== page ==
American International Group Inc. and the U.S. government are moving closer to a deal on how the Treasury Department would exit its investment in the bailed-out insurer, sources familiar with the situation said on Sunday.
The situation, however, is still fluid and there are many moving parts, one of the sources said.
The plans may be unveiled as early as this week, but the exact timing of an announcement depends on the pace of negotiations, Bloomberg reported.
A possible conversion of the Treasury’s $49 billion preferred stake in AIG into common stock is one of the options being discussed, Reuters previously reported.
Such a conversion, which could start as soon as the first half of next year, would possibly raise the government’s stake in AIG to above 90 percent from nearly 80 percent. The Treasury would sell its common stake to investors over time.
“Our objective remains the same at AIG, which is to repay taxpayers and position AIG over time as a strong, independent company worthy of investor confidence,” AIG said. The sources are anonymous because talks are not public.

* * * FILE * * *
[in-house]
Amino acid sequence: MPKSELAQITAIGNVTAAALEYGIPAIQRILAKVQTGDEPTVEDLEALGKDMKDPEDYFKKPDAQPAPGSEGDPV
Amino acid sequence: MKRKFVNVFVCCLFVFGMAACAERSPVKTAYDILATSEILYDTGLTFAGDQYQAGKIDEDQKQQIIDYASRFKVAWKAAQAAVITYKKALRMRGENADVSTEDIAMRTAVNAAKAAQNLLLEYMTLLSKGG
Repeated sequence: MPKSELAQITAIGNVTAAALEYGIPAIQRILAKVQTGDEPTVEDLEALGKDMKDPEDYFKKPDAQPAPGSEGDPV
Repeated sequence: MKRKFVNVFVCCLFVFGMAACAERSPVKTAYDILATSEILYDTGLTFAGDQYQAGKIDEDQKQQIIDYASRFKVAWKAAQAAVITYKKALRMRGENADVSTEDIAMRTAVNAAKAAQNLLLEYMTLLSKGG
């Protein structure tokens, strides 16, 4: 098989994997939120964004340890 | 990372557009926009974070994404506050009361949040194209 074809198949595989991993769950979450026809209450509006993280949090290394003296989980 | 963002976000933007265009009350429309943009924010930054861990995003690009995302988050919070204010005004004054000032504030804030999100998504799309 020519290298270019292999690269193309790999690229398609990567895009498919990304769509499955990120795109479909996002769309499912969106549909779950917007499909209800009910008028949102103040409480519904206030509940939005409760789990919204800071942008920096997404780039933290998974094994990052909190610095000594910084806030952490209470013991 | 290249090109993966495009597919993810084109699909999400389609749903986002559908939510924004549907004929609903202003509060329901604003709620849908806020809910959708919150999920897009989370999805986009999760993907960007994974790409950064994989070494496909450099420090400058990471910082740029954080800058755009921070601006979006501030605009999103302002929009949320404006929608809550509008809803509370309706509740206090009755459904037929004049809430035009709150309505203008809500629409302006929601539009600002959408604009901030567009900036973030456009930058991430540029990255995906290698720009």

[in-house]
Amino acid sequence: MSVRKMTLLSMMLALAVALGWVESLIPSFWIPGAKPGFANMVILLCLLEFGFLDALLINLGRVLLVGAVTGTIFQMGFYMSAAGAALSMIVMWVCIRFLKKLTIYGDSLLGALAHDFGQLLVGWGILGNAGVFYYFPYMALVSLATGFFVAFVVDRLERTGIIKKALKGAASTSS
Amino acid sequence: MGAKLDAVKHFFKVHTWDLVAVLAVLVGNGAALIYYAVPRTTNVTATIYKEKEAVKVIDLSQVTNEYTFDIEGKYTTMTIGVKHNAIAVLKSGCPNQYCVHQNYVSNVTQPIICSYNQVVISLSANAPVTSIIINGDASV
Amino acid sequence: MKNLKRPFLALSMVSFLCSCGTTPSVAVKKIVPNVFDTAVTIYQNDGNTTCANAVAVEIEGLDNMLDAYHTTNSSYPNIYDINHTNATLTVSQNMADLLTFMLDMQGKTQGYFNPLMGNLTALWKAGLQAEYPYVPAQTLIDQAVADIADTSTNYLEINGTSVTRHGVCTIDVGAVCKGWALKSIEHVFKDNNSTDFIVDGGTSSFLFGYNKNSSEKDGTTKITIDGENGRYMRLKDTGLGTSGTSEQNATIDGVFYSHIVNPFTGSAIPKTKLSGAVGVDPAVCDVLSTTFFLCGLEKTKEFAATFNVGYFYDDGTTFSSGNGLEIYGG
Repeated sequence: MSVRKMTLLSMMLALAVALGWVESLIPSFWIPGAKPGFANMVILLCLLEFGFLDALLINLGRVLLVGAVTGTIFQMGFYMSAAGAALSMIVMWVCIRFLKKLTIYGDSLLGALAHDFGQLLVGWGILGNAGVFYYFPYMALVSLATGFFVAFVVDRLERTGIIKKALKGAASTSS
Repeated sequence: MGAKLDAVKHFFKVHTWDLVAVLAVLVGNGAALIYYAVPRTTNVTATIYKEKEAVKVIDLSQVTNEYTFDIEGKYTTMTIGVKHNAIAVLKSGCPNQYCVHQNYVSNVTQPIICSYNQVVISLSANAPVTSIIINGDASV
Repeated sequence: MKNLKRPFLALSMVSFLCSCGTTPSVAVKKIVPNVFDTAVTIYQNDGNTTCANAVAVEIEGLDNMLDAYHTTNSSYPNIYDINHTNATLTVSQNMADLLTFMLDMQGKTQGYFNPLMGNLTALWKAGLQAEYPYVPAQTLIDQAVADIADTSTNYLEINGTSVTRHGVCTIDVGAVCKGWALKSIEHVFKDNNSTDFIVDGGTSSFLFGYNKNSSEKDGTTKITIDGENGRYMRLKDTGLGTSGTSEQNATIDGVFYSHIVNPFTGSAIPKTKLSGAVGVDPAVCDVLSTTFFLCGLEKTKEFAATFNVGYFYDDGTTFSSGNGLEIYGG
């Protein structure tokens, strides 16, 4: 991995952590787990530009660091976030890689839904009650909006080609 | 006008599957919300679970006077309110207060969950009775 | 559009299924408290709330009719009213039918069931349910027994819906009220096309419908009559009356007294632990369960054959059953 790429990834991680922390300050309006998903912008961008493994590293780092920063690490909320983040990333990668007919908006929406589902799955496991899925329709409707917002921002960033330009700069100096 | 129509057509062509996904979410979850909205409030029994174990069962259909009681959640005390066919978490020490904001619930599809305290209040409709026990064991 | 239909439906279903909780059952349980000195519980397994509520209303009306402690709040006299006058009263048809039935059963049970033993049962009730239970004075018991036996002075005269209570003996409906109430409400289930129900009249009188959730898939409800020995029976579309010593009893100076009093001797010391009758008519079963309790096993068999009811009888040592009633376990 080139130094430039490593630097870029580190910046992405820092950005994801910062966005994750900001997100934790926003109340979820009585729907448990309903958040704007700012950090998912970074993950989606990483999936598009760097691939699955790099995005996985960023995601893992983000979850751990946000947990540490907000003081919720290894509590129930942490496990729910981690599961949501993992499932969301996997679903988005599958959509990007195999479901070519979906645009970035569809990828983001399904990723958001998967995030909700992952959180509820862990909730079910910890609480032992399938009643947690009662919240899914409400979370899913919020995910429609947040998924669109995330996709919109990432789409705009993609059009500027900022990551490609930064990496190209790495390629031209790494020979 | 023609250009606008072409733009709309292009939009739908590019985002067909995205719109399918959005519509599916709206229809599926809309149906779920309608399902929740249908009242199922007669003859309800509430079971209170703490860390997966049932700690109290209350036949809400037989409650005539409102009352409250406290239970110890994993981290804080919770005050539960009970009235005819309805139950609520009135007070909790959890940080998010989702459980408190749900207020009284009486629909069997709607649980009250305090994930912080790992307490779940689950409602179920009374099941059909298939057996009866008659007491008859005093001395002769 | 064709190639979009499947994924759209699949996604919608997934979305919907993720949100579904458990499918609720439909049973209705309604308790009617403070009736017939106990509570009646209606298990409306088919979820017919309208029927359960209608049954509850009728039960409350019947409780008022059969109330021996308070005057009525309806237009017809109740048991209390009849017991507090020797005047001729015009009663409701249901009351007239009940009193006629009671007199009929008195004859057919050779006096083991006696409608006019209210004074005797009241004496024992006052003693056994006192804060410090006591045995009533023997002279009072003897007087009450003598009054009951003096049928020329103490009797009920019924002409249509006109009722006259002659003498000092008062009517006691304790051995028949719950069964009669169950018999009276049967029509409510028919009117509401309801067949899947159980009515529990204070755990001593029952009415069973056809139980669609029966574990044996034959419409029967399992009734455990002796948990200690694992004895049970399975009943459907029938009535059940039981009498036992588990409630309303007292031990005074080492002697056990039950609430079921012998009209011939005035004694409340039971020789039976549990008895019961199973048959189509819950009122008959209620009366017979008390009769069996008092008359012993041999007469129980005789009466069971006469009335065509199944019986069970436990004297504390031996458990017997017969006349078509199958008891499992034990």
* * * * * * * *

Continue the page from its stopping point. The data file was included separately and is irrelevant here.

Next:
The exit plan being discussed would chart the eventual disengagement of the government from AIG, which was propped up by a $182.3 billion taxpayer-funded aid package during the financial crisis.
The bailout saw funds from the Federal Reserve Bank of New York and the Treasury, and was structured so that the Fed must be paid back first, which AIG still has to do. But the talks show that the insurer is making progress in its restructuring.
AIG owes the Fed about $21 billion under a credit facility. The Fed also owns $25 billion worth of preferred interest in two of AIG’s foreign life insurance units that must be monetized.
The company expects a big part of that money to come in by the end of the year as it closes on the sale of American Life Insurance Co. to MetLife Inc for $15.5 billion and lists American International Assurance (AIA) in Hong Kong. AIA is planning an estimated $15 billion IPO next month in Hong Kong.
(Reporting by Paritosh Bansal in New York, editing by Martin Golan)
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